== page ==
A Philosophical Look At Opposite-Sex Roommates

I never really expected to revisit the tragic death of Tyler Clementi, the Rutgers student that committed suicide off the George Washington bridge after his dormmate videotaped Clementi in an amorous tryst with a fellow male student.  Indeed, I hoped that his death would serve as an awakening toward the importance of sex within the confines of the marital institution rather than a rallying point for the LGBQT community to twist this tragedy to advance its social awareness agenda. 

Beginning this August, Rutgers University will offer opposite-sex living arrangements to its freshman students.  Parents wary of this program may certainly be concerned; the parent cannot override the wishes of the student.  With the goal of creating an “inclusive community”, the ability to select opposite sex dormmates is being heralded as a breakthrough in gender-awareness at the university.  Purportedly, the response is overwhelmingly positive. 

Rutgers’ decision to facilitate co-ed living arrangements likely had its inception long before Clementi’s death.  And with the weight of public support and advocacy groups, it seems unlikely the university will reverse course anytime soon.  Like many social issues, homosexuality and its identity in society is still hotly contested.  Were it as simple as providing studies showing the effect of homosexuality within the college environment and its effect on society, an institution would either ratify or reject the proposal allowing close-quarters opposite-sex living arrangements.  Many political, social, and educational think tanks have conducted such studies – but the results are scattered across the social gambit.  Black is white and white is black.  Consider the entire debate in California regarding same-sex marriages and Proposition 8.  One side presented evidence on the virtues (or lack of detriment) of homosexual marriages, while the other attacked the findings of such “evidence.”  All else being equal, the judge merely considered the argument he judged “more right.”

In that respect, Rutgers has chosen the position it considers “more right.”  Its own studies linked with popular opinion legitimize its decision.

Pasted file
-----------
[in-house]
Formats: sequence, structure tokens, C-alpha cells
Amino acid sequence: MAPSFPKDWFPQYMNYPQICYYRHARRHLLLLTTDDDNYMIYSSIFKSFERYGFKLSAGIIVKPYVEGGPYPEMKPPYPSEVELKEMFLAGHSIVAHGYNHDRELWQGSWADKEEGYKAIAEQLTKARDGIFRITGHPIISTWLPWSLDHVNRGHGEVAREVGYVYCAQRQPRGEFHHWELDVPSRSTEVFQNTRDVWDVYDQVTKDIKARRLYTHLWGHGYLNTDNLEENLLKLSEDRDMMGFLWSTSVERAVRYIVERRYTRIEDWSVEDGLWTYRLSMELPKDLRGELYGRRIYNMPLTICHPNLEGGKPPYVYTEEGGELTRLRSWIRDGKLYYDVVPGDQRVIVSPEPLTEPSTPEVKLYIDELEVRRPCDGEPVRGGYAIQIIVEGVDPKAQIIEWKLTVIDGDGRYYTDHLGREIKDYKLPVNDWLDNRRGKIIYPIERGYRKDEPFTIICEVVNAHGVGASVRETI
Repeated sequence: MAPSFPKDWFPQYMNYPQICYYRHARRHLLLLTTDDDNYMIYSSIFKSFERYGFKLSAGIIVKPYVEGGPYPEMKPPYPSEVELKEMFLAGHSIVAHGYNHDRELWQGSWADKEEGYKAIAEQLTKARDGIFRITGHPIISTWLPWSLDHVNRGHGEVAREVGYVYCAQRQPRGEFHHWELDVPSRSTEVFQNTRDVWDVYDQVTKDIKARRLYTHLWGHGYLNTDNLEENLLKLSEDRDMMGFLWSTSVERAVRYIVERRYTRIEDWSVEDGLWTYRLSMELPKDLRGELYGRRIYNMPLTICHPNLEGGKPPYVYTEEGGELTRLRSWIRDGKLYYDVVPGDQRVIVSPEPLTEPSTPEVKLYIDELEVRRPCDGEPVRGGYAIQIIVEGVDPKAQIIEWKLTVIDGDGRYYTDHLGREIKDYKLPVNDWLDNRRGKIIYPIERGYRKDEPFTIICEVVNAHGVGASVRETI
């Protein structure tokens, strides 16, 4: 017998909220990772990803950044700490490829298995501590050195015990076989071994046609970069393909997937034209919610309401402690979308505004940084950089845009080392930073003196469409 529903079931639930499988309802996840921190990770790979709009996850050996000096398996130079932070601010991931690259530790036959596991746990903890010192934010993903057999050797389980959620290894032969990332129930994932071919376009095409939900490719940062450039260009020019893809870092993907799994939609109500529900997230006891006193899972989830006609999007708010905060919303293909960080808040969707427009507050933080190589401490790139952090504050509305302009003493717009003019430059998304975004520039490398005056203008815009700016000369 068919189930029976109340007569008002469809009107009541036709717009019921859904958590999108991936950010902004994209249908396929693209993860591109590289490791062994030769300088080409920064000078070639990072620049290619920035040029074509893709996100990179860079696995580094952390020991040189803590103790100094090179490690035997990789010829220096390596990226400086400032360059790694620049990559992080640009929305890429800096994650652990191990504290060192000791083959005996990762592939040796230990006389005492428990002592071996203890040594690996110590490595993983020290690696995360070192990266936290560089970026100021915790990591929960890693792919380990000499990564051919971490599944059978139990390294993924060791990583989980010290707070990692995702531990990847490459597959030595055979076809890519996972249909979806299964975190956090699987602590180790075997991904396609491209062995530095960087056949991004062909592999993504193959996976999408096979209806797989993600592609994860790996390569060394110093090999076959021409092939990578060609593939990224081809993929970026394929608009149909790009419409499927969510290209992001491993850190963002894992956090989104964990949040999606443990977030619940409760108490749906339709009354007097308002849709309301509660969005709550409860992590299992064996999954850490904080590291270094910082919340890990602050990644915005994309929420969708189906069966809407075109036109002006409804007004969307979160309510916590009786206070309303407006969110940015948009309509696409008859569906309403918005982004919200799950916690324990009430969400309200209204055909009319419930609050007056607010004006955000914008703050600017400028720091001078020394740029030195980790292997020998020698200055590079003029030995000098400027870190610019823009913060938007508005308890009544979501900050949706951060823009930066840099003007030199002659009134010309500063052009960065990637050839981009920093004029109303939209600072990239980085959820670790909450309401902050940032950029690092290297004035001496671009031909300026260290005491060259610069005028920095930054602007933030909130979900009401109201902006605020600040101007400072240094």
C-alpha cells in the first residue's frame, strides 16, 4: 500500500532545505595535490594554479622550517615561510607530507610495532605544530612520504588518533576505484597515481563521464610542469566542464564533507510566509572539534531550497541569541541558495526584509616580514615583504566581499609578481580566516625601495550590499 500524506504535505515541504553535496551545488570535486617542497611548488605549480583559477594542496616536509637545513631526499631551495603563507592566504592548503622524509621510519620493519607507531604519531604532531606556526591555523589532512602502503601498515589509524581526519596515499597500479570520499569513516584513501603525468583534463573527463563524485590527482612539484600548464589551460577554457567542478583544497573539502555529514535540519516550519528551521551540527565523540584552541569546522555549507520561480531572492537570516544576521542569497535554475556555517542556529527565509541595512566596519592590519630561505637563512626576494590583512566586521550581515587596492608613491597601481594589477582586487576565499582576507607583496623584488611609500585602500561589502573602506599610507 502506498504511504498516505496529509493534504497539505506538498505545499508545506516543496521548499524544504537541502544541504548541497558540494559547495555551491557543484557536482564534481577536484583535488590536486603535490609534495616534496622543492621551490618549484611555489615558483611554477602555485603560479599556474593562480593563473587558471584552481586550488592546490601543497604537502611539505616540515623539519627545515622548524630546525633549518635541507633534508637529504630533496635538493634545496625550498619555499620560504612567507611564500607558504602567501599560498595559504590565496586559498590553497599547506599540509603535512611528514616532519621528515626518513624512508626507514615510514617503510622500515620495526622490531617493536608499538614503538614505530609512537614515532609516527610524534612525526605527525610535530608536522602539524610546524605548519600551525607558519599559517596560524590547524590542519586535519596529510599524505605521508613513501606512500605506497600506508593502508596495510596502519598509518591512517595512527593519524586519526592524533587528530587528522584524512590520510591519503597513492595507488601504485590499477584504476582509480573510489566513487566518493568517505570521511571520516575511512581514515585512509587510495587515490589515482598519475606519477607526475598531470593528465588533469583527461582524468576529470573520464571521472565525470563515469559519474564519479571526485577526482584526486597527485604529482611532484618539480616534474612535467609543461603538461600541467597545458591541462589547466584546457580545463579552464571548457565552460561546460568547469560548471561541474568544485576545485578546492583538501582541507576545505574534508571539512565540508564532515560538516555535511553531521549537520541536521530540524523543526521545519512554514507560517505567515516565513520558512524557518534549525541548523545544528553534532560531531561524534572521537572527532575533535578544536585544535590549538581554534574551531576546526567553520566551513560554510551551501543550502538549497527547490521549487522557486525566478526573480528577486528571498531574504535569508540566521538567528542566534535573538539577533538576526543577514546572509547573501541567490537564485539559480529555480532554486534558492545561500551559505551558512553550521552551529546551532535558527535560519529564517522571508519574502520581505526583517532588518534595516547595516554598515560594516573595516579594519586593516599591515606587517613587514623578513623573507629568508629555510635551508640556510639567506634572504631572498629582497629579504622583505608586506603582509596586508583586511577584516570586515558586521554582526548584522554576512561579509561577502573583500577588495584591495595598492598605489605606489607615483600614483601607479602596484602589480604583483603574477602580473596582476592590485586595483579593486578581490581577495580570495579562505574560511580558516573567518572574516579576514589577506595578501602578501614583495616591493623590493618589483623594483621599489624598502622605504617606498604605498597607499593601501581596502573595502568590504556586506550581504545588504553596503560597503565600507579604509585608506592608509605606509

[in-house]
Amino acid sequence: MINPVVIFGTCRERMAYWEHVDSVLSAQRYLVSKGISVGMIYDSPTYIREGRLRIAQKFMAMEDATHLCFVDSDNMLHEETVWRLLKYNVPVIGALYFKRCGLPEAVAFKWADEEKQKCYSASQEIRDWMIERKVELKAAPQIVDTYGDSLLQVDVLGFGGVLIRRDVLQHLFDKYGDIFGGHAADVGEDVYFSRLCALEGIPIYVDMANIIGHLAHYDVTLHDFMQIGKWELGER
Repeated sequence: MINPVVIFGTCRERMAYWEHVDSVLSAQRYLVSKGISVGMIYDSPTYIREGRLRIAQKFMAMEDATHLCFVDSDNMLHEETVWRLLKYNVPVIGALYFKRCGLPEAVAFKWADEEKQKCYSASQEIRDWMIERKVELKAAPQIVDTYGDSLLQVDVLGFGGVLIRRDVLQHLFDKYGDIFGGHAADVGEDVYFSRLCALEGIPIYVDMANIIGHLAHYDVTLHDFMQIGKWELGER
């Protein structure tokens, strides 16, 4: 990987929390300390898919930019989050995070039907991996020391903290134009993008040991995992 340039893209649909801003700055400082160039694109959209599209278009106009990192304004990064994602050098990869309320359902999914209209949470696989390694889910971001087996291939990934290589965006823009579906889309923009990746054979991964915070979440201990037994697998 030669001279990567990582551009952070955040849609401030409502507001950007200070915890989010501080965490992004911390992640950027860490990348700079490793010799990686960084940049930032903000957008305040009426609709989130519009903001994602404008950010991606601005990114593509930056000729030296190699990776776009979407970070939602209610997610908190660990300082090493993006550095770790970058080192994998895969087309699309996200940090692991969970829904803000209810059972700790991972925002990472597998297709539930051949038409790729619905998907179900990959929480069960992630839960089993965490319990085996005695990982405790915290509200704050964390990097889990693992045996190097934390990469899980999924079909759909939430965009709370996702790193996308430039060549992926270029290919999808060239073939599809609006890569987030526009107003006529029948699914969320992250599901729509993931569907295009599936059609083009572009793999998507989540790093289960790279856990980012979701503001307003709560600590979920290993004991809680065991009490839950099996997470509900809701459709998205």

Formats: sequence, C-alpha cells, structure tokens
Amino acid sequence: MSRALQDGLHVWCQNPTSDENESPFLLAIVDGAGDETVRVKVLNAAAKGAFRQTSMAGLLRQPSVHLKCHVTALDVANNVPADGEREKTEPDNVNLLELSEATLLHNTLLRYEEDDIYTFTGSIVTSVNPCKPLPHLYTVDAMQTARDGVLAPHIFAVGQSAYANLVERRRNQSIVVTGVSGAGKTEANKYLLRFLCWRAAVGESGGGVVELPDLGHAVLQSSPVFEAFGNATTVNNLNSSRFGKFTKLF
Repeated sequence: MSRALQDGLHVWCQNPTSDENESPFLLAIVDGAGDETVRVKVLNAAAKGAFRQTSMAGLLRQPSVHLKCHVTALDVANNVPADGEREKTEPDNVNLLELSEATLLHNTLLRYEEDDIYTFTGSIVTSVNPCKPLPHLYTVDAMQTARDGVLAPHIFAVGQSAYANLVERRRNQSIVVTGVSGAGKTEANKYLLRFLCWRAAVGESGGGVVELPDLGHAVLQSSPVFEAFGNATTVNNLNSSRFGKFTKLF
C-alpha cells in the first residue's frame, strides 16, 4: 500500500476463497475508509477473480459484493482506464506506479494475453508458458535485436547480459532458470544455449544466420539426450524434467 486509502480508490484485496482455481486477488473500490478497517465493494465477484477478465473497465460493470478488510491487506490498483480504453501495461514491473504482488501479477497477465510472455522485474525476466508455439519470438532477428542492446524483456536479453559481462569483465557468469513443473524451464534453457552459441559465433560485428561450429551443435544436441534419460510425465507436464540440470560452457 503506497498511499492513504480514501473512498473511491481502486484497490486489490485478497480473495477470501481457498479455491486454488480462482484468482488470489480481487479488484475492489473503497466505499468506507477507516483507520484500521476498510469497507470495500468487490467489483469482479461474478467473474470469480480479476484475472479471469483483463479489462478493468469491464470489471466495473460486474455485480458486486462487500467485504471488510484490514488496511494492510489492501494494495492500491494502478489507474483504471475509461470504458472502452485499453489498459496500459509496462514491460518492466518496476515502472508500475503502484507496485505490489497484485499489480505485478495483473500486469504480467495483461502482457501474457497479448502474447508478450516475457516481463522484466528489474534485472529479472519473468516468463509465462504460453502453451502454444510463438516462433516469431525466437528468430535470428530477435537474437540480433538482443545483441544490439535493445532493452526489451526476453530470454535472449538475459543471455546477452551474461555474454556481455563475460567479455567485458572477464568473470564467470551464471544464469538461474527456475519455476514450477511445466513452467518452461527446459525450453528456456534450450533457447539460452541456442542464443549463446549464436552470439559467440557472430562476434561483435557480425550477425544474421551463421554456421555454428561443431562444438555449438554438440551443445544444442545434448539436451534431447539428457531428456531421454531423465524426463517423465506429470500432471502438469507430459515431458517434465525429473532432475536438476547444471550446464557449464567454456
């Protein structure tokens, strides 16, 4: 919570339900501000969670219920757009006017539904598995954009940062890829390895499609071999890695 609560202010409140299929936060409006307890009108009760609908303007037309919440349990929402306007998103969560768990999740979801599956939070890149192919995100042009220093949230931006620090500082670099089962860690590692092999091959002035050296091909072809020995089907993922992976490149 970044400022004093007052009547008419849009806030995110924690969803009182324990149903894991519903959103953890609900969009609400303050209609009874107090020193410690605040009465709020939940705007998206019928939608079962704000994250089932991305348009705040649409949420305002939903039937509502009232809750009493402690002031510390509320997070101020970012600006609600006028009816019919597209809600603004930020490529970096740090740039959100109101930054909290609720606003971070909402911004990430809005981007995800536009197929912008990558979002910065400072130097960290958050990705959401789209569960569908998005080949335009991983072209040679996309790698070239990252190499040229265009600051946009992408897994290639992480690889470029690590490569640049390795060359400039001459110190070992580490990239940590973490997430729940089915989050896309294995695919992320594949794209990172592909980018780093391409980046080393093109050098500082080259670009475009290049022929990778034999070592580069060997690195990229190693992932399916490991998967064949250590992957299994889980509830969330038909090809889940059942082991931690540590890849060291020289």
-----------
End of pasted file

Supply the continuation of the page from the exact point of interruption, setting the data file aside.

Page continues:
Whether we agree or disagree, a fundamental question underlies the entire debate: is there any one, right answer?   Or does humanity live in a world of gray where black and white are but theories in an otherwise pragmatic world? 

The tendency, I feel, is to ignore the fundamental question and instead look to the practical benefits and consequences.   Rutgers University examined a problem – homosexual exclusion – and fashioned a remedy designed to both fix the problem and serve as a beneficial template for others. 

Most of humanity reasons as such: what is right?  As much as we try to consider the consequences of any one action, we are often left with conflicting studies and opinions such that the end result is either throwing up ones hands in exasperation or recognizing that any true answer is elusive and therefore unknowable.  Likely humanity’s failing lies in its perception that we cannot fully know truth and so, with limited information, we make decisions as rational – and sometimes irrational – human beings.

Were it possible for Rutgers to see the full implications of its decision toward homosexual inclusion in housing, it’s quite possible that it would reject what it currently accepts.

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2 thoughts on “A Philosophical Look At Opposite-Sex Roommates

  1. I think you’re right in that Rutgers didn’t consider the morality of the question at all in making its decision to allow mixed-sex rooming.

    I’m also not wholly at odds with your summary of the basic questions raised by Rutgers’ decision:

    Whether we agree or disagree, a fundamental question underlies the entire debate: is there any one, right answer? Or does humanity live in a world of gray where black and white are but theories in an otherwise pragmatic world?

    The only conclusion I can suggest is that the situation demonstrates how secular institutions make very different decisions based upon wholly different considerations than those who would consider themselves to be believers.

    In some ways, making secular decisions on secular grounds is comforting if not consistent. The fear of religious, or moral decision-making, is that our public institutions (whether schools or government) might impose morality on people with different beliefs or no belief. When you think of examples like Iran, or even states like South Carolina, and to a lesser extent Arizona, this is troubling.

    But in a way, the Rutgers decision does exactly this: as a public institution, Rutgers imposes on the people of New Jersey the moral judgment that it’s ok for opposite sex roommates to live together – presumably while unmarried. Most students will probably do this anyway. But this eventuality, does not detract from the simple observation that Rutgers is making a decision with moral implications.

  2. Thank you for the comment, Tory.

    Commonly, it seems, a concerted moral analysis fails to enter into minds of decision-makers. But also consider that the failure to conduct a moral analysis plagues not only public institutions, but it also exists in both the private sector and among the religious.

    It’s sad – but not surprising – that even the greatest giants – individuals, universities, companies – have fallen off the morality bandwagon.

    Whether one considers morality or rather chooses a course based on secular motivations, the end – at least in this instance with Rutgers – still results in a decision with moral implications.

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